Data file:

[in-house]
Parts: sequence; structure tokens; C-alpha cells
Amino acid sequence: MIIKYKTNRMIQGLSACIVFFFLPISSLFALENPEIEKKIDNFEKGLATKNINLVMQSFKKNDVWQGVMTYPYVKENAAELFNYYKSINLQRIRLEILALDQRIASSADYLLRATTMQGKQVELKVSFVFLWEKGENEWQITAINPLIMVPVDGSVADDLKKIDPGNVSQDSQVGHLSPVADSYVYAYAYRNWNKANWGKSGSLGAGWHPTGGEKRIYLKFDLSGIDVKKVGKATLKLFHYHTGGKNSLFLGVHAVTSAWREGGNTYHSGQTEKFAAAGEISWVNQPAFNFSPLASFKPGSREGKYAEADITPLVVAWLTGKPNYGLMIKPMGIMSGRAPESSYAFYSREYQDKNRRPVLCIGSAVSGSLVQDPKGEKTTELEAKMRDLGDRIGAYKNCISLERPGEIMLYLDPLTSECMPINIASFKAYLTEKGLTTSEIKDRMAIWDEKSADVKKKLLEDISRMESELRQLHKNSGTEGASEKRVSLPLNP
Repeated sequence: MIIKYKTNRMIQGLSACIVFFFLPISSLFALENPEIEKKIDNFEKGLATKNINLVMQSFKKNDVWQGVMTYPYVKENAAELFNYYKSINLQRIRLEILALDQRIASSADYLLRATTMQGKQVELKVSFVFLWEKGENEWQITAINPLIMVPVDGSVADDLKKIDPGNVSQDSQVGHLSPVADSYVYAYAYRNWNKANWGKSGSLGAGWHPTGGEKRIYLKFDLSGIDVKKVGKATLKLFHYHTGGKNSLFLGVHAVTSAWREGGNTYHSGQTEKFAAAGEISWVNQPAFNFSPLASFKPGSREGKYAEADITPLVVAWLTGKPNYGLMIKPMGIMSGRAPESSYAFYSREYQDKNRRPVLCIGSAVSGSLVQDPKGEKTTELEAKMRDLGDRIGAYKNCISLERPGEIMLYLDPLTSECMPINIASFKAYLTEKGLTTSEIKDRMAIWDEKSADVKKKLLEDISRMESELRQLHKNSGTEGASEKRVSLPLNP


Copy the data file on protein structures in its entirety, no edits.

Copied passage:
[in-house]
Parts: sequence; structure tokens; C-alpha cells
Amino acid sequence: MIIKYKTNRMIQGLSACIVFFFLPISSLFALENPEIEKKIDNFEKGLATKNINLVMQSFKKNDVWQGVMTYPYVKENAAELFNYYKSINLQRIRLEILALDQRIASSADYLLRATTMQGKQVELKVSFVFLWEKGENEWQITAINPLIMVPVDGSVADDLKKIDPGNVSQDSQVGHLSPVADSYVYAYAYRNWNKANWGKSGSLGAGWHPTGGEKRIYLKFDLSGIDVKKVGKATLKLFHYHTGGKNSLFLGVHAVTSAWREGGNTYHSGQTEKFAAAGEISWVNQPAFNFSPLASFKPGSREGKYAEADITPLVVAWLTGKPNYGLMIKPMGIMSGRAPESSYAFYSREYQDKNRRPVLCIGSAVSGSLVQDPKGEKTTELEAKMRDLGDRIGAYKNCISLERPGEIMLYLDPLTSECMPINIASFKAYLTEKGLTTSEIKDRMAIWDEKSADVKKKLLEDISRMESELRQLHKNSGTEGASEKRVSLPLNP
Repeated sequence: MIIKYKTNRMIQGLSACIVFFFLPISSLFALENPEIEKKIDNFEKGLATKNINLVMQSFKKNDVWQGVMTYPYVKENAAELFNYYKSINLQRIRLEILALDQRIASSADYLLRATTMQGKQVELKVSFVFLWEKGENEWQITAINPLIMVPVDGSVADDLKKIDPGNVSQDSQVGHLSPVADSYVYAYAYRNWNKANWGKSGSLGAGWHPTGGEKRIYLKFDLSGIDVKKVGKATLKLFHYHTGGKNSLFLGVHAVTSAWREGGNTYHSGQTEKFAAAGEISWVNQPAFNFSPLASFKPGSREGKYAEADITPLVVAWLTGKPNYGLMIKPMGIMSGRAPESSYAFYSREYQDKNRRPVLCIGSAVSGSLVQDPKGEKTTELEAKMRDLGDRIGAYKNCISLERPGEIMLYLDPLTSECMPINIASFKAYLTEKGLTTSEIKDRMAIWDEKSADVKKKLLEDISRMESELRQLHKNSGTEGASEKRVSLPLNP